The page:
"Ribot writes with great care for words, for sounds...A good writer, like a good musician, and Ribot is both, needs to know what they're composing to be able to understand it, maybe even do it better the next time. His stories are moving and compassionate...revelatory, honest, and insightful..."
--Lynne Tillman, from the Introduction
"In the beginning, we may have thought Marc Ribot was a full-time Lower East Side tenants rights activist who moonlit as an ubiquitous downtown noise guitarist. Now we come to find out he's a phenomenal essay writer who has the nerve to be one of our loudest and most beloved electric jazz improvisers...[Ribot] composes essays about music and life of sublime wit, probity, and severe self-reckoning..."
--Greg Tate, author of Everything But the Burden: What White People Are Taking from Black Culture
"Don't let the fact that I am calling Marc Ribot a thinking musician distract from the raw and the righteous aspects of his playing and of this book. You have to love something completely to want to look for a way out. Here is more proof of Marc's love and understanding of music, of those who make it and of all the imaginings that it might jar loose!"
--Arto Lindsay, musician
"Marc Ribot, the thinking person’s roving guitar wrangler, always has something on his mind. It’s great to drift around in the woods and fields (and airports) behind the forehead of this man one’s known before mostly by the music he’s made. Take a ramble with Marc."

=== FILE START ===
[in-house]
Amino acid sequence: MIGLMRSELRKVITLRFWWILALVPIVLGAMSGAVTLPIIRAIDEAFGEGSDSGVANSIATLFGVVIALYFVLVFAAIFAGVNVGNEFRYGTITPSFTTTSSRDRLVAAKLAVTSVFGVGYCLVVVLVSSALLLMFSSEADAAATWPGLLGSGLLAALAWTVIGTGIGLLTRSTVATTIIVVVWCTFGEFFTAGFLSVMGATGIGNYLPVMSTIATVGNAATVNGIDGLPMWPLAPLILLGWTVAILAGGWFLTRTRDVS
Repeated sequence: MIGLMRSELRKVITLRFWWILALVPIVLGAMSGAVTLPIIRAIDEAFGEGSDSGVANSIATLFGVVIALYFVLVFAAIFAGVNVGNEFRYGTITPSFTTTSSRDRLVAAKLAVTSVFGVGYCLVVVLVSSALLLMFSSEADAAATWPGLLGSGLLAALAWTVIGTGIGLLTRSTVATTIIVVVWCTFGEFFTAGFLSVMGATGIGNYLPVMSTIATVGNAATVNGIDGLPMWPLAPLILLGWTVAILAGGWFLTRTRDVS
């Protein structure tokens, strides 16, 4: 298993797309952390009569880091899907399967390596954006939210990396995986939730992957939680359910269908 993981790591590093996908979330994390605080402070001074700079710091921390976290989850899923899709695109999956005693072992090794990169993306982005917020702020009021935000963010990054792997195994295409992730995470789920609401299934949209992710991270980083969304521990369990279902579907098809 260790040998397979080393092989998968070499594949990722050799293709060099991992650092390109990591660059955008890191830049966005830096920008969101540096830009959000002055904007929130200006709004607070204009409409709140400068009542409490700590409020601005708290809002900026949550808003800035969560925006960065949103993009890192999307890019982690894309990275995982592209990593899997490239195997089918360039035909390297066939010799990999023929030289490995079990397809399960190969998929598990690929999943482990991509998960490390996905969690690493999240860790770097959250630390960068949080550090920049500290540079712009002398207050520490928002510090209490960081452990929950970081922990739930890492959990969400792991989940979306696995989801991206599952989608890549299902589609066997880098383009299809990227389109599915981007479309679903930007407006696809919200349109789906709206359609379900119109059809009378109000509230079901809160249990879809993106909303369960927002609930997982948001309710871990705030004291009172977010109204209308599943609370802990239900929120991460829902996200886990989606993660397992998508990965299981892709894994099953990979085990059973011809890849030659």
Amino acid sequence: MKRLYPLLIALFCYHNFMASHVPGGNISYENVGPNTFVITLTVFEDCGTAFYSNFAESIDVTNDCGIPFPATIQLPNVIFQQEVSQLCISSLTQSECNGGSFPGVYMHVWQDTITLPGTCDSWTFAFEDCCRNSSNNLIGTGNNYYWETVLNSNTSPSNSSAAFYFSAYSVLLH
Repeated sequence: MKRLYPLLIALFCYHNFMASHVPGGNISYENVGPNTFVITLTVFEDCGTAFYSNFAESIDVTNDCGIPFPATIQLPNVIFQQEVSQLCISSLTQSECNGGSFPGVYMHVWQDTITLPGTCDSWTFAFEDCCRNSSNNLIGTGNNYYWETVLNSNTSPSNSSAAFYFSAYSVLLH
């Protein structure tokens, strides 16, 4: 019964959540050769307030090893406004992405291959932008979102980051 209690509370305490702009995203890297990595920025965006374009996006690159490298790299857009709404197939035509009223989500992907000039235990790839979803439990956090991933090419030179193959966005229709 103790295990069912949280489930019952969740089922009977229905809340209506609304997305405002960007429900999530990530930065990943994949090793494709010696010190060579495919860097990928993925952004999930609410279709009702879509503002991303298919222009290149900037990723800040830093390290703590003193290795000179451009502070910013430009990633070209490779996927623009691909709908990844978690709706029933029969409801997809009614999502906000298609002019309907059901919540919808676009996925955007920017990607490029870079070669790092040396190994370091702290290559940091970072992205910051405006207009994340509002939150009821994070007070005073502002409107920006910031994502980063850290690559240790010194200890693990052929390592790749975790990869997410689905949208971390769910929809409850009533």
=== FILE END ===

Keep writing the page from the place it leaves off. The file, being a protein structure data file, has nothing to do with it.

--Richard Hell, author of I Dreamed I Was a Very Clean Tramp
"Ribot is his own man. He does not have a persona; he has a guitar, and he knows its humble anatomy and eventful history as well as just about anyone...Don't be fooled: like Monk, Marlon Brando, Bob Dylan, and other skilled practitioners of broken American poetry, Ribot is a deceptively articulate artist who uses inarticulateness as an expressive device." --New York Times
"Marc Ribot is often described as a downtown NYC jazz luminary. Despite the cool reverence carried by the tag, it fails to adequately summarize his extraordinary genre-bending career. Having served the music industry for almost forty years, Ribot is associated with almost every notable act within our cultural purview today...Dedicated to fighting for economic justice in the digital domain, Ribot has been at the forefront of the battle to secure fair remunerations for content creators." --Guernica
"Few musicians embody the melting pot of the downtown scene quite like Ribot. His music is a cerebral distillation of a sweeping spectrum of influences: Afro-Cuban rhythms, '80s No Wave, Eric Dolphy, Django Reinhardt, Ornette Coleman, Blind Willie Johnson, Richard Hell and the Voidoids, Keith Richards, Howlin' Wolf guitarist Hubert Sumlin, Robert Quine...the list goes on. Through his work, music legends rarely seen in the same sentence meet onstage." --Village Voice
"Few artists are as adventurous, imaginative, and uncompromising, and even fewer could hope to find a home, as Ribot has, in such diverse realms as jazz, pop, rock, blues, and klezmer." --All About Jazz
"Marc Ribot is one of the true revolutionaries of the guitar. It's not that he can do just about everything that's possible (and many things that are considered impossible)--he's completely rethought the guitar--it's role, what it does, what it sounds like." --John Zorn, producer, composer, and musician
"As Eric Clapton was to the 1960s and early '70s--the preferred guitar specialist everybody wanted on their records--Marc Ribot is to the '90s and beyond." --East Bay Express
"In a time when nationalism seems to be far too en vogue for comfort, you can always count on certain voices being raised (shouted?). Ribot was one of those voices before, and there's no way he's going to shut up now." --PopMatters